the advance guard of cavalry and with the general officer of outposts on your right and left.
By command of Major-General Sickles:
O. H. HART,
Washington, April 3, 1863.
Our plan is to pass Saturday night on the boat; go over from Aquia Creek to your camp Sunday morning; remain with you till Tuesday morning, and then return. Our party will probably not exceed six persons of all sorts.
HEADQUARTERS ARMY OF THE POTOMAC,
April 3, 1863.
To His Excellency the PRESIDENT OF THE UNITED STATES:
Your telegram of to-day has just been received by me. I am rejoiced to learn that you have appointed a time to visit this army, and only regret that your party is not as large as our hospitality. Your wishes will be secured at Aquia on your arrival.
I have the honor to be, very respectfully, your obedient servant,
[Indorsement on communication of Brigadier General A. A. Humphreys, dated March 28, 1863, and printed in VOL. XIX, Part I, p. 368.]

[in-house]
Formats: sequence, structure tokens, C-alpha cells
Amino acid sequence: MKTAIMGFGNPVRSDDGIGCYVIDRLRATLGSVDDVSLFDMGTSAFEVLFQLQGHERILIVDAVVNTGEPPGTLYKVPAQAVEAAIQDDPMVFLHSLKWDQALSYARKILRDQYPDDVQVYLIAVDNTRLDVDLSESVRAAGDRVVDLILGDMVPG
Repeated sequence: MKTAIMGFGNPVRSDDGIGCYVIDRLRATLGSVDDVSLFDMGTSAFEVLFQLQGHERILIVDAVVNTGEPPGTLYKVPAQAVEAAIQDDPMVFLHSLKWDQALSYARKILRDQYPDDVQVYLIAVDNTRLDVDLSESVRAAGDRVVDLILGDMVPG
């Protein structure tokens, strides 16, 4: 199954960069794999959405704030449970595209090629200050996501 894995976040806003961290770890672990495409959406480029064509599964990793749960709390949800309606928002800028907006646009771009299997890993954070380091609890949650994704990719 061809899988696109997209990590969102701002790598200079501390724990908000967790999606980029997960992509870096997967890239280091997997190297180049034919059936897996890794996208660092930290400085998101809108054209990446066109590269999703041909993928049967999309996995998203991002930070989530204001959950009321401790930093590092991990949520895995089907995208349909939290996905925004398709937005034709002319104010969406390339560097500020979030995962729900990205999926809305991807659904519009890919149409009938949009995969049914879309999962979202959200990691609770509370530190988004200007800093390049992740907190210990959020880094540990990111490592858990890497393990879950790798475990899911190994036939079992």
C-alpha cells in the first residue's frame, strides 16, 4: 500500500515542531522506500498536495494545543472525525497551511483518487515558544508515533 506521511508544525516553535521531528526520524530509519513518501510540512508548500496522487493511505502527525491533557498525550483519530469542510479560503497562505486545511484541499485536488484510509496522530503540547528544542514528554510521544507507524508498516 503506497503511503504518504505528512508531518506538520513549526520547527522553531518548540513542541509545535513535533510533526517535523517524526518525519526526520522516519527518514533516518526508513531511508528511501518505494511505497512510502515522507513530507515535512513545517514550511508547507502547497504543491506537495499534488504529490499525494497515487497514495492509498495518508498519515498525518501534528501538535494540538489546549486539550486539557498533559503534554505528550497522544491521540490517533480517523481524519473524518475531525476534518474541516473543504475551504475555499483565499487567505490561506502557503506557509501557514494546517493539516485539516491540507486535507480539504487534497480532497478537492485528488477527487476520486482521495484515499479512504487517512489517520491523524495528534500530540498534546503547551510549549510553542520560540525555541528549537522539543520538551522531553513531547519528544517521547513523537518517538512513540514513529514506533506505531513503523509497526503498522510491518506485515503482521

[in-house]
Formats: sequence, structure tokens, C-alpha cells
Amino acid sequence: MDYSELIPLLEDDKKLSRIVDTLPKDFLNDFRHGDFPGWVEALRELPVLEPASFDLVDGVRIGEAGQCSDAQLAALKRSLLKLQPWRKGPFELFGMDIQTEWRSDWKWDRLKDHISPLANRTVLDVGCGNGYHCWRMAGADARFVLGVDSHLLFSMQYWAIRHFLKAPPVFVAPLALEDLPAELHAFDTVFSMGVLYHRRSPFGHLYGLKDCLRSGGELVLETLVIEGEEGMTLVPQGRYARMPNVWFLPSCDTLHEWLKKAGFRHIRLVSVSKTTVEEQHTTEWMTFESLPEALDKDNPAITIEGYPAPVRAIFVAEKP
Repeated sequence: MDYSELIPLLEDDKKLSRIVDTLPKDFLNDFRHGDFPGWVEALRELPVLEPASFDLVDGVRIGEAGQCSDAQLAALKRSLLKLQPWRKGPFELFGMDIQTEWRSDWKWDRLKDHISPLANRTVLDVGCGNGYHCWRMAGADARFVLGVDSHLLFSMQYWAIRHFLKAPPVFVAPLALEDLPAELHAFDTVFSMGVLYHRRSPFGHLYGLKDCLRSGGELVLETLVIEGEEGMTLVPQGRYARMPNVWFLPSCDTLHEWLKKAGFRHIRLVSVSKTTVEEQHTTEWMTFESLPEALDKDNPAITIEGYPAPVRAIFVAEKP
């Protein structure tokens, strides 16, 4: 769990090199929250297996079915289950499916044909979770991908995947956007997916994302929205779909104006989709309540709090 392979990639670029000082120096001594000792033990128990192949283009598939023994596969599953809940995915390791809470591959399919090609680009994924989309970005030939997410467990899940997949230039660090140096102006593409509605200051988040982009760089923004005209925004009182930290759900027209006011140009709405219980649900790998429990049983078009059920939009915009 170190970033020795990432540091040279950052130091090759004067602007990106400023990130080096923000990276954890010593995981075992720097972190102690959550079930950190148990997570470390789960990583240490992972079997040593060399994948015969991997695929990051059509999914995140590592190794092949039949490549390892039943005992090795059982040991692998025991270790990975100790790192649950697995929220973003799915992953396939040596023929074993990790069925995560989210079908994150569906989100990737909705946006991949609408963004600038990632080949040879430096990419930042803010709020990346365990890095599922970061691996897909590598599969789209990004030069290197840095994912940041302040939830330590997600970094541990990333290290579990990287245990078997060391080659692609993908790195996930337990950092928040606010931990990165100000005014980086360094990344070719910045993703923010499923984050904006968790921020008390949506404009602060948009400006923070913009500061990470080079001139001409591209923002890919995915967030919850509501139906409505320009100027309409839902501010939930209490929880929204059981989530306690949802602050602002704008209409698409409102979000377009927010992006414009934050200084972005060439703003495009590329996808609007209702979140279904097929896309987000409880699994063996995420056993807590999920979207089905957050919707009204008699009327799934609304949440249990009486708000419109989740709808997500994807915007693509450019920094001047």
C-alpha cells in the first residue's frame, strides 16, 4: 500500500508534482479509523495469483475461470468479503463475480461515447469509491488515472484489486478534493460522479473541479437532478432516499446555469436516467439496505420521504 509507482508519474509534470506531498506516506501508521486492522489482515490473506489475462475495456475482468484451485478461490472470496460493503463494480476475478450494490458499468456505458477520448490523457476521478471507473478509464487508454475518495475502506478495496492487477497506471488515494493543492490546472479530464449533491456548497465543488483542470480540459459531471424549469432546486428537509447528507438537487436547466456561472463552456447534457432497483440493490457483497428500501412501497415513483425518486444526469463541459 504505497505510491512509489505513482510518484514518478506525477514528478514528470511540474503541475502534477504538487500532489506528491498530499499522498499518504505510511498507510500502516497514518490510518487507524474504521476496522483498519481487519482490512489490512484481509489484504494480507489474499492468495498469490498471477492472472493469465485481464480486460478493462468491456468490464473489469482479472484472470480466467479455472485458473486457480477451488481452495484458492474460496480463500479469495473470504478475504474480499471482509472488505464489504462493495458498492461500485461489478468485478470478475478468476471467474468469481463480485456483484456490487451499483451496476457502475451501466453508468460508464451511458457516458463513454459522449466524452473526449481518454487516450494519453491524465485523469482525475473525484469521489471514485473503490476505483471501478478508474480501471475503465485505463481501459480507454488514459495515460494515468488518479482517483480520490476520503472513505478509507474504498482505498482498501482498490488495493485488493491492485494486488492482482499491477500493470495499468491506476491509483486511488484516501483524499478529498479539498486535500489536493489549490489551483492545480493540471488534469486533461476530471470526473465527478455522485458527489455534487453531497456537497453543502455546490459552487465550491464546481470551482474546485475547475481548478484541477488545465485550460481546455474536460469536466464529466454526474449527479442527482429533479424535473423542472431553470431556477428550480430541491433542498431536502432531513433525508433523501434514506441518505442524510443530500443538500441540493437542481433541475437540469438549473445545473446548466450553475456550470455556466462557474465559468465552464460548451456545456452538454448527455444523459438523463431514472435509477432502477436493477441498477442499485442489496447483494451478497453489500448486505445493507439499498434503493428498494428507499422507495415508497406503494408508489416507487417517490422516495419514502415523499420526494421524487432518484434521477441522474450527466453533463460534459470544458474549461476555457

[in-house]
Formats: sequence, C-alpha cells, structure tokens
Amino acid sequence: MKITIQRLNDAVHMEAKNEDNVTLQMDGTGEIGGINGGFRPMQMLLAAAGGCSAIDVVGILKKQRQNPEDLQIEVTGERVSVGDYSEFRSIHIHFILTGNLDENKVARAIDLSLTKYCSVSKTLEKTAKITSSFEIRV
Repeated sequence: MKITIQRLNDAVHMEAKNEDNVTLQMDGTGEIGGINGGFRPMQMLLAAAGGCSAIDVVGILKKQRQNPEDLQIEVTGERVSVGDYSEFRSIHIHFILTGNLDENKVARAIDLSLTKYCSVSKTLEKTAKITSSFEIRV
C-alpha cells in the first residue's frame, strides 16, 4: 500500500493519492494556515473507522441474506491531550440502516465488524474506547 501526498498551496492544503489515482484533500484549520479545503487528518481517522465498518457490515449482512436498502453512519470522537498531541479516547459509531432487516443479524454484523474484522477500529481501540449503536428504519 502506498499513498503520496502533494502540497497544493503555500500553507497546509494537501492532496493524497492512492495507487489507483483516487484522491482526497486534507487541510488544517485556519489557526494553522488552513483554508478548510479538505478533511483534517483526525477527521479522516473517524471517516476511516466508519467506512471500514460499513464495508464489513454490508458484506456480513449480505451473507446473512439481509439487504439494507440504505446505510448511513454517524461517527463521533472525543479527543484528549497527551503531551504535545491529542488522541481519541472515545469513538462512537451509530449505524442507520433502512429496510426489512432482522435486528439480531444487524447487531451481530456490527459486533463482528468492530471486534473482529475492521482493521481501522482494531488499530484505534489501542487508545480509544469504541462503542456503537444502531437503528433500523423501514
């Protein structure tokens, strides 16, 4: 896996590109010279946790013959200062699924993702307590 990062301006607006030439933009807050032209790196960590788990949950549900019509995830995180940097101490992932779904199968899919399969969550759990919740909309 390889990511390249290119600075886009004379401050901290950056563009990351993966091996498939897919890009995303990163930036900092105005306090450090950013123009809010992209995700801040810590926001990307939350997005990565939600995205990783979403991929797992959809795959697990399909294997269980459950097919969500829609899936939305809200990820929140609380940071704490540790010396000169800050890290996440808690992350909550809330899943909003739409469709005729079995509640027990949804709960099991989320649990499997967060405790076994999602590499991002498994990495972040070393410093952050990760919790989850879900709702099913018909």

APRIL 3, 1863.
As General Halleck did not oppose General Humphreys' promotion, but on the contrary supported General Burnside' recommendation for such promotion, the whole motive of General Humphreys' complaints falls to the ground.
H. W. HALLECK,
HEADQUARTERS FOURTH ARMY CORPS,
Fort Youktown, Va., April 4, 1863.
Brigadier General RUFUS KING,
GENERAL: The commanding general directs me to state that he desires to have an expedition sent into Gloucester County early to-morrow morning, for the purpose of reconnoitering the country, to discover if possible the movements of the enemy, who are reported to be hovering about our lines, and also to bring in a quartity of grain known to be collected for the rebel army. The force will consist of 300 infantry from the Fourth Delaware Volunteers, the battalion of the Second Massachusetts Cavalry now at Gloucester Point, and 100 cavalry from the Sixth New York and Fifth Pennsylvania Cavalry, who will be sent across the river at 6 in the morning, the whole to be under